BABY DIARIES 8 – Amnio Results & The Heart Centre

Image sourced from the HEART CENTRE FOR CHILDREN Westmead website

We had our first visit with the Heart Centre at the Westmead Children’s Hospital. Sam and I were sitting in the waiting room which was MUCH nicer than the one we’d been in at RPA. Being a Children’s Hospital it was colourful and there were drawings and all sorts of things everywhere. If you know me, I’m not really one for kiddy stuff but I found the environment a lot more comforting and the staff were lovely. That was great news since I knew I’d probably be spending a lot of time there. While we were waiting I had my phone on silent in my bag and I just so happened to pull it out at the exact time a no number was calling me. It was pre-8am and I hate answering no numbers but I did and it was the full Amnio results – they were clear. I was so relieved. That monkey was off my back and now I could concentrate on the process of sorting out the heart.

We met Dr Scholler and he was lovely. He did another scan and then talked us through in more details what it was and what that meant for the babies arrival. I will deliver at Westmead where they will have a team of specialists and surgeons on hand to take over. Babies with heart problems, especially TGA, are often born very blue because they don’t have enough oxygen in their blood to make them pink essentially. All babies are born with a small hole between the two heart ventricles (Every heart has 2 sides – ventricles – and 4 chambers). Usually this whole closes up soon after birth. For our baby, he really needs that hole because it means the blue blood on one side, has a hole to mix in with the oxygenated red blood on the other. Because arteries aren’t doing that they are supposed to, the more mixing the better for him. At this stage we don’t know how big that hole will be and how much mixing will be happening at birth so one of two main things will happen. If he is born, and the hole is big enough and his oxygen levels are ok, they’ll give him a hormone to keep the hole open. It’s the same hormone he’s getting now in the womb like all babies. If the hole isn’t big enough and there isn’t enough mixing they’ll perform a balloon catheter procedure which involves putting a tube up into the heart, inflating a tiny balloon and essentially making the hole between the two sides bigger so that the blood can mix more. Once he is stable, maybe 5-7 days after birth they will perform full open heart surgery and do the Arterial Switch. Then he’ll be back to the Neonatal ICU to recover, then to the ward and then home. All going well we’re probably looking at 4-6wks in hospital but it’s hard to say.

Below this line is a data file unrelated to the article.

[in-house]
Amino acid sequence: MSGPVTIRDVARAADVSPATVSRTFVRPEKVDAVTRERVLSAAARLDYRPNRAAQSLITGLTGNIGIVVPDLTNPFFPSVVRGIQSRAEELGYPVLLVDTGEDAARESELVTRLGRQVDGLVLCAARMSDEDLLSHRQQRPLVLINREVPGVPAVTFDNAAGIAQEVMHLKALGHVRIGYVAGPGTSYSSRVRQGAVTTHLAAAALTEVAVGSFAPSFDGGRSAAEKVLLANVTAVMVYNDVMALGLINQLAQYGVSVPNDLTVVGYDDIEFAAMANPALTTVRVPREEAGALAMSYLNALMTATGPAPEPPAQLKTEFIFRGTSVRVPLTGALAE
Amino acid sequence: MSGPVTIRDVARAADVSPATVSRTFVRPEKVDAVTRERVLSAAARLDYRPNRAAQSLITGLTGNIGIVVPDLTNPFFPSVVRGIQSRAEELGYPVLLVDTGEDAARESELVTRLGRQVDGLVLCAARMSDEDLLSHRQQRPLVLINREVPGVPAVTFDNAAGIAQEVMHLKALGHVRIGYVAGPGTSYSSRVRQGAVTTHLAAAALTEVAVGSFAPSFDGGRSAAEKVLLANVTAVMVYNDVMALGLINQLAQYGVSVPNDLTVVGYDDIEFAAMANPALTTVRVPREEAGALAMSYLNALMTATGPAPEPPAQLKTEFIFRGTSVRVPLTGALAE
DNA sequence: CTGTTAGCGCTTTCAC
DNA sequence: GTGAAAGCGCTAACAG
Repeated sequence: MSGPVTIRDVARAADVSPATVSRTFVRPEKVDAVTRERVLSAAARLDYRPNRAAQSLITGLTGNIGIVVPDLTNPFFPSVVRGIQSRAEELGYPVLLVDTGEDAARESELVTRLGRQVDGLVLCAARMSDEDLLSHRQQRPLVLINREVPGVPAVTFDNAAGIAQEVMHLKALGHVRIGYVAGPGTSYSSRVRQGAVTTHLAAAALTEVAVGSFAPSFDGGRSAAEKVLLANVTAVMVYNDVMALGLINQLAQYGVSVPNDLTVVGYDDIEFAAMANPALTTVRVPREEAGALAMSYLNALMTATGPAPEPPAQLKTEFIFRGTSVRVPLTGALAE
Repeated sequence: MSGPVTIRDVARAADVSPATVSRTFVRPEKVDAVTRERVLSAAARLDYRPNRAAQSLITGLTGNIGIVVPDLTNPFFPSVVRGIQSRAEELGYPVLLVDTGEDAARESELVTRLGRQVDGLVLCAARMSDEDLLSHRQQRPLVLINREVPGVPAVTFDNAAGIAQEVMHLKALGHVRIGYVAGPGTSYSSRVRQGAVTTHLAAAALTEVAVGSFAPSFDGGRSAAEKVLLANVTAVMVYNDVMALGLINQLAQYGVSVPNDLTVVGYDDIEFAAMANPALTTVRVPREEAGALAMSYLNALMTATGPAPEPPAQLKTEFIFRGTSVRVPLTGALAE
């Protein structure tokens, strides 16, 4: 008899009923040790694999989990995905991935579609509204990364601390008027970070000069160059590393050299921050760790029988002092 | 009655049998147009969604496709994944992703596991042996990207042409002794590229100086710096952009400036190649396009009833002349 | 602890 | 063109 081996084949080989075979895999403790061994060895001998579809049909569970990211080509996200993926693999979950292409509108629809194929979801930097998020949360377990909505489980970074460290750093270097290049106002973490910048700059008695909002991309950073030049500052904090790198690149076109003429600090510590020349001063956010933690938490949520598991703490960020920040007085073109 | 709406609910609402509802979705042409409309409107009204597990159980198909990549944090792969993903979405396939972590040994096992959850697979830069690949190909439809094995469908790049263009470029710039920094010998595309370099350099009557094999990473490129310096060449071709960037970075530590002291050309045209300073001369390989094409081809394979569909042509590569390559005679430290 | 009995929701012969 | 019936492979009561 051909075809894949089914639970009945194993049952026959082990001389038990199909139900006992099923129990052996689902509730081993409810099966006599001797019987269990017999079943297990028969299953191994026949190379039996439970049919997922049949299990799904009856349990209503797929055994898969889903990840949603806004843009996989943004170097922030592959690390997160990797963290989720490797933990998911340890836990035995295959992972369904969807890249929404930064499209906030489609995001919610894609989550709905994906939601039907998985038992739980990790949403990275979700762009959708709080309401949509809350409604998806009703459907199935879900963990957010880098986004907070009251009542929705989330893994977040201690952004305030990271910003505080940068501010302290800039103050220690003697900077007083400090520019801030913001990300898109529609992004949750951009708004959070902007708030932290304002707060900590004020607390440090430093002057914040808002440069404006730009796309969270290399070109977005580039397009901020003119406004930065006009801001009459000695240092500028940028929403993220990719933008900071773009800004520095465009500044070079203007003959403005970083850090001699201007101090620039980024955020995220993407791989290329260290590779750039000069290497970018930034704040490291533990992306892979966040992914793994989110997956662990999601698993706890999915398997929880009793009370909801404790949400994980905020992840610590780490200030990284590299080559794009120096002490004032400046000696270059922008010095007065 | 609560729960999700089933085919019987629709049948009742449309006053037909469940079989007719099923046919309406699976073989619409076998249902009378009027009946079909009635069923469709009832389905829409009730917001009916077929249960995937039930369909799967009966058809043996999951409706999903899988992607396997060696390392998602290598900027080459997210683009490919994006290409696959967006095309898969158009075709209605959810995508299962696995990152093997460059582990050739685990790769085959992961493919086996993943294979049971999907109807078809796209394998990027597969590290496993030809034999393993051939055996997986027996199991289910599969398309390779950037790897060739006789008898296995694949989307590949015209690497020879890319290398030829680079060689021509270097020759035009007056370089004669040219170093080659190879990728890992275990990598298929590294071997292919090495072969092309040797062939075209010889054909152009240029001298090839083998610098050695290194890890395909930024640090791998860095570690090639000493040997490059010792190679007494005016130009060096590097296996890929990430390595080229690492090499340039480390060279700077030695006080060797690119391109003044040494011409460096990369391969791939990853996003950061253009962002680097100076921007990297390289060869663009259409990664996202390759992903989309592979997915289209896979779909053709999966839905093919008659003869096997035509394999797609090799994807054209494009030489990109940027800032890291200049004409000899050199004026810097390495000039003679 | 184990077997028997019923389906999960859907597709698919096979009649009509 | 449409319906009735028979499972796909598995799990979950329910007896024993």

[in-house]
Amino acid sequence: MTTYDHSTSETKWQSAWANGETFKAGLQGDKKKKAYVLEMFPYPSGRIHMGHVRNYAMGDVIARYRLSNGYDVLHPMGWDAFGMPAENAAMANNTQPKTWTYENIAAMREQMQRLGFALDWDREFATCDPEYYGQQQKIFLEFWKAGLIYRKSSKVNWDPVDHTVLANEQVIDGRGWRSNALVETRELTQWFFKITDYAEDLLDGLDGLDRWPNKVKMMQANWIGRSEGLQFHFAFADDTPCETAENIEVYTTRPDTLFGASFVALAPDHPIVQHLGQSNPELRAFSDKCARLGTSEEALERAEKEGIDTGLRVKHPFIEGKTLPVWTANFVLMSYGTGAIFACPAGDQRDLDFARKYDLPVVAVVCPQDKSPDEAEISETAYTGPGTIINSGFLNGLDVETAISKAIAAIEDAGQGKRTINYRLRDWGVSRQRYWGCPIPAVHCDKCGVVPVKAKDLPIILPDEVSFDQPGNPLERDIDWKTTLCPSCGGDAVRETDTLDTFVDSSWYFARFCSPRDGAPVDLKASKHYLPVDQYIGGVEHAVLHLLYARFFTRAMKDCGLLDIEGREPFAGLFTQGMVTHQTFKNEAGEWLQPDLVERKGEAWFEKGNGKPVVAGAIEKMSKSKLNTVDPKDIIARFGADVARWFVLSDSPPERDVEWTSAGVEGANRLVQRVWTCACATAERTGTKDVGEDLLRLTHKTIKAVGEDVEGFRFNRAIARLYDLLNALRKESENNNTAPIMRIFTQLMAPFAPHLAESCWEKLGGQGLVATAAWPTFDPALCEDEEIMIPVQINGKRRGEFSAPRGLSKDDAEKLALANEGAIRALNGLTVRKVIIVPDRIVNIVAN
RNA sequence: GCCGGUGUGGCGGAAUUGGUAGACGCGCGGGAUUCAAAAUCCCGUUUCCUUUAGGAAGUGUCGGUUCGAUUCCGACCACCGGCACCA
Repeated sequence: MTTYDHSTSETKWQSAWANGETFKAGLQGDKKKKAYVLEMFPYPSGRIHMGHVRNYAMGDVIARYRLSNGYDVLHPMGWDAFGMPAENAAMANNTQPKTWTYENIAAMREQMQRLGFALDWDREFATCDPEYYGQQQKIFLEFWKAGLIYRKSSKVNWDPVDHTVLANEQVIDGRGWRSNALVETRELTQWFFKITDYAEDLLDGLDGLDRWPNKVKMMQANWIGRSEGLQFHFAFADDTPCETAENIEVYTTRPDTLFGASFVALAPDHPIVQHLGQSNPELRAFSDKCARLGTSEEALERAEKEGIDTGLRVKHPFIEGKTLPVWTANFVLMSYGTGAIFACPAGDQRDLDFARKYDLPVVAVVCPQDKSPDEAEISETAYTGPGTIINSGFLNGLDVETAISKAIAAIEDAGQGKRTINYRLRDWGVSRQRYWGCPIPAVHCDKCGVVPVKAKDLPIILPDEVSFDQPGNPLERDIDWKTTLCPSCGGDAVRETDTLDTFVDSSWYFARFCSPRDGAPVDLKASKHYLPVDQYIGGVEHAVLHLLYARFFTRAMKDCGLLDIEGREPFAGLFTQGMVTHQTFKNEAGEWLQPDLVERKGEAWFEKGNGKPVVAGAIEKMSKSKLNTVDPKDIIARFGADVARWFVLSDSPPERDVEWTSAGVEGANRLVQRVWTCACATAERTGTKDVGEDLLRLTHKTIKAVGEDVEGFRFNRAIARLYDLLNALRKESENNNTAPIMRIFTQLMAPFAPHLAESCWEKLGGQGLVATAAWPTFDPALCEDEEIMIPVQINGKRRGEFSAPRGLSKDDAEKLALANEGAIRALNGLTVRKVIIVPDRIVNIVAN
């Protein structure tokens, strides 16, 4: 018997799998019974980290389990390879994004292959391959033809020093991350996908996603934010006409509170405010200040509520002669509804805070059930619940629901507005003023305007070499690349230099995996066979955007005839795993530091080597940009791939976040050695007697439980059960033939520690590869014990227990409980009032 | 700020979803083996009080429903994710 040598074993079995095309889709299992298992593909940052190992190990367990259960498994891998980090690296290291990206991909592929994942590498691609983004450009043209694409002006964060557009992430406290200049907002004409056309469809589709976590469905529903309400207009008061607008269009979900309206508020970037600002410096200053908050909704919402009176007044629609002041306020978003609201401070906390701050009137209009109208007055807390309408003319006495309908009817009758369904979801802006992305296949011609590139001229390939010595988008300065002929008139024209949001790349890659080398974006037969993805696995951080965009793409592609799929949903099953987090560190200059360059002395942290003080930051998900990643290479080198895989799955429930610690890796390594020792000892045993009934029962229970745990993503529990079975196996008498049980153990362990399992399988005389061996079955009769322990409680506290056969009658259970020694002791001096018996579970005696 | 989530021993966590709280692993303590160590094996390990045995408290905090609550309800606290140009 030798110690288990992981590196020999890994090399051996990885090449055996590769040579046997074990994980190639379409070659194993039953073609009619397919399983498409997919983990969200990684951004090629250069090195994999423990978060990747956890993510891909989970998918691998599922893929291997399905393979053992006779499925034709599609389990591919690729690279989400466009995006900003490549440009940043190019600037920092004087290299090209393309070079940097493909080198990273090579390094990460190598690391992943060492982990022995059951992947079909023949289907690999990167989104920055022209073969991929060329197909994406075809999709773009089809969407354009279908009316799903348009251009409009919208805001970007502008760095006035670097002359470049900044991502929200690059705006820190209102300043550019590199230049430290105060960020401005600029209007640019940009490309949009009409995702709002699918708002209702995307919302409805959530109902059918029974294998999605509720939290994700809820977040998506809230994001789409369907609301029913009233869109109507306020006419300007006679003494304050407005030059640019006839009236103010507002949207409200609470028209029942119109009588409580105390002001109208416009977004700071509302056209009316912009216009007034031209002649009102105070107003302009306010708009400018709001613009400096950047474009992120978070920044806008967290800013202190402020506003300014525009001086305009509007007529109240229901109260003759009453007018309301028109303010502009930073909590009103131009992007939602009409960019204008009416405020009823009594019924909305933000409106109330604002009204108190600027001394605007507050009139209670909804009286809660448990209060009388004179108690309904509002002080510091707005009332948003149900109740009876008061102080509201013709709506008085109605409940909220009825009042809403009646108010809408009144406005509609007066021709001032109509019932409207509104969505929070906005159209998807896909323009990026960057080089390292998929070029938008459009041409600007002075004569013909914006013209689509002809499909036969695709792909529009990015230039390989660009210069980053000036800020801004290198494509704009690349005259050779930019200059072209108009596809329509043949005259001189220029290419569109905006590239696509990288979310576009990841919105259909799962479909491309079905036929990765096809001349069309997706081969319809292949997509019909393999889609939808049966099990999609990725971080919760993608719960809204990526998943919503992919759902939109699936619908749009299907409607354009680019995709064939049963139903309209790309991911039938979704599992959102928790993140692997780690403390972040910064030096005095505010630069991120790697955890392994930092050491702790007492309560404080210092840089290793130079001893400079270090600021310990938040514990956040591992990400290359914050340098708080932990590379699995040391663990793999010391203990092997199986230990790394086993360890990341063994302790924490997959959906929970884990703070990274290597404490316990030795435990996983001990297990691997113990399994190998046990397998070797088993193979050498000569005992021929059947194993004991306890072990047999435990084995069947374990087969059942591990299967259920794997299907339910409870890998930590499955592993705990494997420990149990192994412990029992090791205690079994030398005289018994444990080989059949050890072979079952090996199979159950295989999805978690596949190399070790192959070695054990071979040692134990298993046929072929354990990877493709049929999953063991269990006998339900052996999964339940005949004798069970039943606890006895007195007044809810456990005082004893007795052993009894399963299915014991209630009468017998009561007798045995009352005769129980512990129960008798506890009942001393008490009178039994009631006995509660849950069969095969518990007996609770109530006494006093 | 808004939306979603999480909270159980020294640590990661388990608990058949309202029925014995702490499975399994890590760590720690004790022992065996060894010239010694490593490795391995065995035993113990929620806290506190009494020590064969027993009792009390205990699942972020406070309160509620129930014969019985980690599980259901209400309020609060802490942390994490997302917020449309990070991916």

Also because hearts are complicated and because we won’t know if there are any other small heart issues until later scans when he is bigger or even until he is born, there might be other things that need addressing but for now at least we know about the TGA and we can plan for it.

After meeting with Dr Scholler we also met with one of the NICU (Neonatal Intensive Care Unit) nurses for a quick chat. She was amazing and made me feel immediately at ease knowing that our little boy would be in the very best of hands with the team at Westmead when he arrives. The Dr also suggested we have a session with the Heart Centre Psychologist before the baby arrives just so we can meet them and should we need further support when we’re in the thick of it, we wouldn’t be meeting them for the first time then. We have that coming up just before Xmas the same day we see Dr Scholler again for a check up.

The change of hospitals has also meant a change of Obstetrician. We live about an hour and a half away from the Children’s Hospital so our current OB def doesn’t deliver there. He referred us to an OB who does and who also has a lot of experience with children being born with complications. We’ve had one appointment with him so far and we really like him so we’re in great hands.

If you’re super interested in knowing a bit more about Transposition of the Great Arteries I found this YouTube playlist with a series of videos from the Children’s Hospital of Philadelphia that explains and shows it really well. It’s about 20mins worth of videos.

We’re almost up to date!

NEXT CHAPTER: An Emotional Rollercoaster

Ash =)

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